As the Fringe kicks off we give you the first in our Fringe Diary series – an insight into the hectic and anarchic lives of thespians and performers across the Fringe!
Our first comes courtesy of Edie Deffebach and their show Jeopardy, playing at theSpace @ Surgeons Hall until 12 August:
I needed to work on Jeopardy’s Mile elevator pitch but instead I spent the morning making up Trivia questions with my director, Avi, and producer Mackenzie. Mainly, because we are nerds but also for Mile meanderers who, when they answer correctly, get 2-for-1 tickets to Jeopardy. We then went out and bought silver helium balloons, powdered lactate, cardboard boxes, a glue gun, and Velcro (if you need anything in the world Ali’s Cave off of Lothian road will have it.)
After that treasure hunt we were in need of a pint — Mackenzie being a New Yorker sought out some kind of green juice with ginger – so we had a nice drink in the Grassmarket. The pub had the news on in the background and we began to lament the state of the world in a grossly indulgent, self-important, beer induced highly opinionated manner.
At the risk of being indulgent now, it made me think of the comforting atmosphere at the Fringe: to be surrounded by people who have similar interests, passions and worldviews. But it also made me think about the greater purpose of the Fringe, which is to push beyond our preconceptions and maybe even change them. Then we got too tipsy for armchair philosophy and stumbled for a nap.
Flyers, Trivia, cardboard boxes with Robot faces and the balloons in hand, we made our way to the Mile and tried to plug our show. Turns out that plugging an extremely personal, solo piece that you wrote and perform in is harder than initially thought. Self-degradation is pointless, acute confidence feels false and reciting the flyer (although carefully crafted) appears disinterested. As I stood on a wine crate – having lost the health and safety battle over standing on Avi’s shoulders – and taping a Jeopardy poster to a pole, the East Coast skies opened.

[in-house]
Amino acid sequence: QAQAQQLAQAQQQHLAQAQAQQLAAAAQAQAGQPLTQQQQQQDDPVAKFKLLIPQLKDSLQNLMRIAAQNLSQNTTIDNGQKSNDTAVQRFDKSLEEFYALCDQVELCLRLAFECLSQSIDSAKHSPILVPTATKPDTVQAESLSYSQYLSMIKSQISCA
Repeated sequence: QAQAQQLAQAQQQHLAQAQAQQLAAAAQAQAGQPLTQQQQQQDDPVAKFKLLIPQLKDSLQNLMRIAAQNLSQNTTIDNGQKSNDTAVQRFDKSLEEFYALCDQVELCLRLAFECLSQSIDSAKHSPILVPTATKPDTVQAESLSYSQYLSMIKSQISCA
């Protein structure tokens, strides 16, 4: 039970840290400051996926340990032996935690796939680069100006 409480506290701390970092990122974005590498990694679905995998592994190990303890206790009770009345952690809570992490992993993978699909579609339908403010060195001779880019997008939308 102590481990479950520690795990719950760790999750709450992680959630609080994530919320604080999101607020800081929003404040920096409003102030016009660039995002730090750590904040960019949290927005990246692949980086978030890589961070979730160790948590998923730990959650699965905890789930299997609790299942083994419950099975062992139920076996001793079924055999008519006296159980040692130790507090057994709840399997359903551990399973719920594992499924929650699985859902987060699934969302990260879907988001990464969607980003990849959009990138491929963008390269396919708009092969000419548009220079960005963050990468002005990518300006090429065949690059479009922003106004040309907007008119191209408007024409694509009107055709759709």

The ‘Remainers’ were die hard in their commitment to flyer and the plastic Panchoers were not deterred by the wet. (Being from Portland Oregon, I always had an affinity for Scottish weather – it made me feel at home.) I tried different elevator pitches for Jeopardy – the rain helped make the pitches more succinct; 10 seconds or the theatregoer would move on to the better, wetter show. “It’s a narcotic fuelled diatribe about our apocalyptic future!” “It’s part game show, part-millennial piss taking, part warning of a dystopian future!” “It’s a show. I wrote it. Here’s a flyer!”
I make mental notes of those who make flyering look like a gazelle prancing through a sun dappled woodland. Despite common misconceptions, many actors and playwrights, including those at the Fringe, are actually quite introverted creatures. We all care about our shows and we all want to see shows – why else would we be here? (Other than to see the Lady Boys of Bangkok.) I selfishly found inspiration to plug Jeopardy by learning about the work and the lives of people who put their heart and souls into bringing work to this theatrical oasis. I wish I could say at this moment the rain subsided and Thespis himself parted the clouds but that would be bullshit. Instead we flyered on.
Edie Deffebach’s Jeopardy plays at TheSpace @ Surgeon’s Hall until 12 August.